Transitioning from MediaTemple to Linode

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If you've been following my Twitter account, you've undoubtedly noticed my complaints regarding MediaTemple.

I've been a customer of MediaTemple (MT) for several years now, hosting over a dozen domains there. I've been hosting all of these domains on their shared host plan (gs), which runs $20 a month. For about two years, I was also using their VPS (ve) plan in parallel for hosting my NeoInvoice project (which had more requirements than a shared host could provide) for $30 a month.

I never had a problem with MT's VPS server (save for me occasionally nuking my server on accident). However, their shared host kept giving me issues. About once a month all of my hosts would go down for several hours at a time. Sometimes the issue would be that their MySQL database was dead, allowing static content to survive. Other times one of the other accounts would get too popular and all requests to my site would throw 500 errors.

I did the math, and I was only getting 97-98% uptime.

When I noticed my sites were having issues, I would go into their admin panel to check on system outages, and there would be no mention of the problem. This whole SLA and inaccurate status information really left a bad taste in my mouth.

There was also the growing pain of me doing a lot more Node.js development, something which can't run on shared hosting. Really, to run a Node.js app, you're going to need either a VPS, dedicated, or a cloud provider. I wanted a single location to host a bunch of PHP/MySQL websites as well as my Node.js/MongoDB apps, and not being afraid to get my hands dirty I leaned towards a VPS (not to mention most cloud's don't support websockets).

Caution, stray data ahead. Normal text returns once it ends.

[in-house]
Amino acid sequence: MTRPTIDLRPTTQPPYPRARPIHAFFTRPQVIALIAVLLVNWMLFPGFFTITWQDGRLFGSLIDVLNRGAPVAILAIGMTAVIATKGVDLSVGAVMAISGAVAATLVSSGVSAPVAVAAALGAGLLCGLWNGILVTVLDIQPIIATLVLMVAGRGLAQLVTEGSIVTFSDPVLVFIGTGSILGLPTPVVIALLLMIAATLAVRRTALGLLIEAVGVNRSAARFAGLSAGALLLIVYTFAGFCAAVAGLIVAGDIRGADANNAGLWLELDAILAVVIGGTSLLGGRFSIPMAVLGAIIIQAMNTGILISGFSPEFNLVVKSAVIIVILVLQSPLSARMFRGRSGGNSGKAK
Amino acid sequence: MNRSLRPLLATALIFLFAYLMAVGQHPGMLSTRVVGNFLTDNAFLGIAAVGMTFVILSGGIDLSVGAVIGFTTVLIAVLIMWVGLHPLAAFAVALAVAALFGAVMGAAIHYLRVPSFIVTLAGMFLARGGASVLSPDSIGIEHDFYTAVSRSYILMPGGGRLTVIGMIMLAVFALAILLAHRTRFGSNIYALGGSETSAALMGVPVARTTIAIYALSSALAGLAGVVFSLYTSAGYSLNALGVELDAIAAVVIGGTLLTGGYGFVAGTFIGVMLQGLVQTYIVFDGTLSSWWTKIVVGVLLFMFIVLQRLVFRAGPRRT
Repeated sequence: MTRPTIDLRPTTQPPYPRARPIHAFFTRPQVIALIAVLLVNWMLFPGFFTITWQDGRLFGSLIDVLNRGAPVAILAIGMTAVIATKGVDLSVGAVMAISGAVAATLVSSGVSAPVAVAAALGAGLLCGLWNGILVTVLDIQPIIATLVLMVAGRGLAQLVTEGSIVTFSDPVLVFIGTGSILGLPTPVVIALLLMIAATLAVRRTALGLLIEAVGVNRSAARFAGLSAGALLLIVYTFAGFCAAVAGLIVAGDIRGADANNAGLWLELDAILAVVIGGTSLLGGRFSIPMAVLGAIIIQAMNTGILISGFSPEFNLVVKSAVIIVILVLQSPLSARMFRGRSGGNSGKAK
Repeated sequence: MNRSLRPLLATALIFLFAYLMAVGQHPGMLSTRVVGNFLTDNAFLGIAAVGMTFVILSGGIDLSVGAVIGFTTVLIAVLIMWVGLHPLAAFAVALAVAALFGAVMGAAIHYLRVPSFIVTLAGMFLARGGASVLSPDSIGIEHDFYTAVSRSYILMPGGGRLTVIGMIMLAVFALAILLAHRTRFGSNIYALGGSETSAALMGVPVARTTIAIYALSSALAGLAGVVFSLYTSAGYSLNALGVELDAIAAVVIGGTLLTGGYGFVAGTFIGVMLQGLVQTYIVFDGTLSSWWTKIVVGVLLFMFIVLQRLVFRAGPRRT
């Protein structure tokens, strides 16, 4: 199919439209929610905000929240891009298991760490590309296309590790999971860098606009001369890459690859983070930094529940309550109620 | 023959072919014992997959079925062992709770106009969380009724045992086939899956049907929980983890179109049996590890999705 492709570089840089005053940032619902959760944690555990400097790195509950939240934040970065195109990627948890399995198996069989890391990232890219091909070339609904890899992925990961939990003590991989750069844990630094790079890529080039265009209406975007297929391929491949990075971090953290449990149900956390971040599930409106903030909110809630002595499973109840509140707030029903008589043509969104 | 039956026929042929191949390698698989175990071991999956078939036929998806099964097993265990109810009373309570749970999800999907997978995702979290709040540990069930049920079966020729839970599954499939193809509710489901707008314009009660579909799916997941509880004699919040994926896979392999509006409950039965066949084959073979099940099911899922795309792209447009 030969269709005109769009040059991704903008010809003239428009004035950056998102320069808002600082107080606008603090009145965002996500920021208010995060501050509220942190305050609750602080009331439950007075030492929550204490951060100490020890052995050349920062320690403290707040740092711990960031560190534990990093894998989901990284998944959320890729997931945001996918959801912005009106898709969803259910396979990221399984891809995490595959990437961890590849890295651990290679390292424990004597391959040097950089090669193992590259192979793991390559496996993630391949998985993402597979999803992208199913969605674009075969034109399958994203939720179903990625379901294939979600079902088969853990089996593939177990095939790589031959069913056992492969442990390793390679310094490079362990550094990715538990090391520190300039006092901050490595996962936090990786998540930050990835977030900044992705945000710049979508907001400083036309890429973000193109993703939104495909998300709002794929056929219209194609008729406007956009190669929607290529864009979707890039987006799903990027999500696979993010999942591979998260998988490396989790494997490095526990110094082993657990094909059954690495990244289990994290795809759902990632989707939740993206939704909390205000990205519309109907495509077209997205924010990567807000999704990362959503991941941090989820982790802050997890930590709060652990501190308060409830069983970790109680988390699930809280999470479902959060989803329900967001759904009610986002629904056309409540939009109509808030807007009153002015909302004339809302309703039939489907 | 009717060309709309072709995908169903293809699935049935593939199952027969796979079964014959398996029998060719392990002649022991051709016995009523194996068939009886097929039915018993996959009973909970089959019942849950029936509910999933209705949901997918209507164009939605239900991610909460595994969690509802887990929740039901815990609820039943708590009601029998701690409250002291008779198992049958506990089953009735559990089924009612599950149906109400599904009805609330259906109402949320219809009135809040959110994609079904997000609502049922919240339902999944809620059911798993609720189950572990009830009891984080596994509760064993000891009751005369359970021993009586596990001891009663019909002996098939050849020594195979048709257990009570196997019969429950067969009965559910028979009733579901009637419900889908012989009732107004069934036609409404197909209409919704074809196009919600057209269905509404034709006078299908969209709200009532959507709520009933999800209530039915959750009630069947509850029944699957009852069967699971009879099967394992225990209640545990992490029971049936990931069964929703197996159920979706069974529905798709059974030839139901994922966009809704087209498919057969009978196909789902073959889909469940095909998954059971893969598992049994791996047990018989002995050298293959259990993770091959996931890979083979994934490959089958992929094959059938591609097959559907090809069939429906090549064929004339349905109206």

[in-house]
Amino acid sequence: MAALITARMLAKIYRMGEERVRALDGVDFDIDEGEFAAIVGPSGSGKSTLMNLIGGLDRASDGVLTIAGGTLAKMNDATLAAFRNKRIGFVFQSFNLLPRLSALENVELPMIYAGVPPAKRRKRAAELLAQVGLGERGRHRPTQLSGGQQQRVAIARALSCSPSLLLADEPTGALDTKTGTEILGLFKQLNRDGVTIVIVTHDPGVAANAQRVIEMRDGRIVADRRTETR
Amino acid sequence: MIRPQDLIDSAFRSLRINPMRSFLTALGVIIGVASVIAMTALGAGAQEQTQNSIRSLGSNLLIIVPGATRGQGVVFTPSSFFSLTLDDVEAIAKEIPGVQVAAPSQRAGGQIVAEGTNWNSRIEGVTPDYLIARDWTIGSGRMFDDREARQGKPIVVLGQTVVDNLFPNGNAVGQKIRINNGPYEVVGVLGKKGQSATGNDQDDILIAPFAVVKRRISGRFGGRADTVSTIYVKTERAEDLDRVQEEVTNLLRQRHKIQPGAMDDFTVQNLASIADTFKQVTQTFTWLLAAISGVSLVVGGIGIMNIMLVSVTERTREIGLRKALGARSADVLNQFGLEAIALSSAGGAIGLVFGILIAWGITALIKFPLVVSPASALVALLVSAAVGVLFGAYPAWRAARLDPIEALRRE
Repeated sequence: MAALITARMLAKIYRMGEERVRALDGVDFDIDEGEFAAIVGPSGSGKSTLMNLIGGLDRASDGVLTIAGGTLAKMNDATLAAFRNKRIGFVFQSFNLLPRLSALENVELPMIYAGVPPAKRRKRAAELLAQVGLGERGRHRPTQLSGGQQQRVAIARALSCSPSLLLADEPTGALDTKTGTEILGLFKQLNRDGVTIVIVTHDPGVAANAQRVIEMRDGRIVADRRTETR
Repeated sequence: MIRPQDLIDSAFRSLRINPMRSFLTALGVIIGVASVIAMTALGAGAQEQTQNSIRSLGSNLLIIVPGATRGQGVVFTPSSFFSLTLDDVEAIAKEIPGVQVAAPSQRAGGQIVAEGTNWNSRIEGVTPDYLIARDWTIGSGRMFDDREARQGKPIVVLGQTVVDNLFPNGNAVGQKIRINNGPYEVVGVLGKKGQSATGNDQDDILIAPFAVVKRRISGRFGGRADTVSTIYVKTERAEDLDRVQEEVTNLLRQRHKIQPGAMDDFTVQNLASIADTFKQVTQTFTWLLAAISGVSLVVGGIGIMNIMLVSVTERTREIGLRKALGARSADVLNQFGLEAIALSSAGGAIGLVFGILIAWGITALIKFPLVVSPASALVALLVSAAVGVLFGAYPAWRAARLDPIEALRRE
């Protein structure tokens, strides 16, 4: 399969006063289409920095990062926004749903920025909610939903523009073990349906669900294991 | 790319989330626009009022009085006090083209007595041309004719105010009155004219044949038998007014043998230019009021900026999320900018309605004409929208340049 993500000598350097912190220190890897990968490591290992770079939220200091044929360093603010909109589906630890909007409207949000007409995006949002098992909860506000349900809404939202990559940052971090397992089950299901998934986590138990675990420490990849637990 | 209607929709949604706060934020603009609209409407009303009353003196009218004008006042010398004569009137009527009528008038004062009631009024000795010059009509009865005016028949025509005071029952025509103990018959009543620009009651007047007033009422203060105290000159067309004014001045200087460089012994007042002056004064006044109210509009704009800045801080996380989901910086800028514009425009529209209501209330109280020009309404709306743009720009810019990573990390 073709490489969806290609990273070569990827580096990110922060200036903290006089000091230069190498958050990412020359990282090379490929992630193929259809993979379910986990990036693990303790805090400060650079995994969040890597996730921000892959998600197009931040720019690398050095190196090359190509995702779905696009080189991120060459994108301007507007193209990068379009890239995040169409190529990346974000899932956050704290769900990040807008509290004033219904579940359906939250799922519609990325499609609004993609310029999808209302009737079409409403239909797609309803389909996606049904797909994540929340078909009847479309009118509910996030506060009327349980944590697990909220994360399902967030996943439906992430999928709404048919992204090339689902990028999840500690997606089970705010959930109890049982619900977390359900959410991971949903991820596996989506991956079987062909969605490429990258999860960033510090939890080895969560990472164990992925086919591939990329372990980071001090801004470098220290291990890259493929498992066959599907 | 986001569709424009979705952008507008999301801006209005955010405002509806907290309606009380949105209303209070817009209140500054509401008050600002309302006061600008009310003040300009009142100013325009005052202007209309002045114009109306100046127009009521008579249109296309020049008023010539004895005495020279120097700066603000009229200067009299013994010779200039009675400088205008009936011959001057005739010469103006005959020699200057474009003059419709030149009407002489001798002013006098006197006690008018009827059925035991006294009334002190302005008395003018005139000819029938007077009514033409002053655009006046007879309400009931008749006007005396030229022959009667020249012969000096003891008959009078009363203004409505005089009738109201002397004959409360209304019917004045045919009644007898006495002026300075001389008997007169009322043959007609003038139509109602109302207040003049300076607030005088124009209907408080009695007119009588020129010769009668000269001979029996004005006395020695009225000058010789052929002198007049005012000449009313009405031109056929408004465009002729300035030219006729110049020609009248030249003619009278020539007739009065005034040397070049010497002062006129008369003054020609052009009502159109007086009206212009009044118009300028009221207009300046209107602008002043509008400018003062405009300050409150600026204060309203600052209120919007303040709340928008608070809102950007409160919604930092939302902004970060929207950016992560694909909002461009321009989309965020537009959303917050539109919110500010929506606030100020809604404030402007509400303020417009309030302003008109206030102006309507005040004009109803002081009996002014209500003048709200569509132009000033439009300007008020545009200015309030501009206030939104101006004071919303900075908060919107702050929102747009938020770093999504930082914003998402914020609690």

I'm now in the process of moving everything over to a Linode 512MB VPS for $20 a month. I had heard the name before (I'm sure you have too) and after someone on Twitter recommended it I started doing more research. The admin panel is awesome, a lot better than what MT had to offer.

I haven't moved all of my domains there yet. I'm still figuring out the best way to handle DNS, VHOSTs, etc (the price of forgoing a cloud or shared host). I cannot attest to the quality of Linode yet either, we'll see after my sites have been hosted for a few months.

Thomas Hunter II Avatar

Thomas has contributed to dozens of enterprise Node.js services and has worked for a company dedicated to securing Node.js. He has spoken at several conferences on Node.js and JavaScript and is an O'Reilly published author.